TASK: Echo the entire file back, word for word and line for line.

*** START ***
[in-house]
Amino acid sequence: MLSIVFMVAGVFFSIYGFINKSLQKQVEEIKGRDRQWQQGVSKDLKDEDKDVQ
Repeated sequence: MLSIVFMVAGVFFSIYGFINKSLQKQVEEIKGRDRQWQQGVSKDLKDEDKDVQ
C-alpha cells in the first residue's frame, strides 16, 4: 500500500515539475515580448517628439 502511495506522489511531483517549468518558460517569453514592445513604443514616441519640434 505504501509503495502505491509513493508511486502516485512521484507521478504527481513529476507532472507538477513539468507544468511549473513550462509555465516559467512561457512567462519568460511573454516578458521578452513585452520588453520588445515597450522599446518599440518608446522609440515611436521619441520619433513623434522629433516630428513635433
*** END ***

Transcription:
[in-house]
Amino acid sequence: MLSIVFMVAGVFFSIYGFINKSLQKQVEEIKGRDRQWQQGVSKDLKDEDKDVQ
Repeated sequence: MLSIVFMVAGVFFSIYGFINKSLQKQVEEIKGRDRQWQQGVSKDLKDEDKDVQ
C-alpha cells in the first residue's frame, strides 16, 4: 500500500515539475515580448517628439 502511495506522489511531483517549468518558460517569453514592445513604443514616441519640434 505504501509503495502505491509513493508511486502516485512521484507521478504527481513529476507532472507538477513539468507544468511549473513550462509555465516559467512561457512567462519568460511573454516578458521578452513585452520588453520588445515597450522599446518599440518608446522609440515611436521619441520619433513623434522629433516630428513635433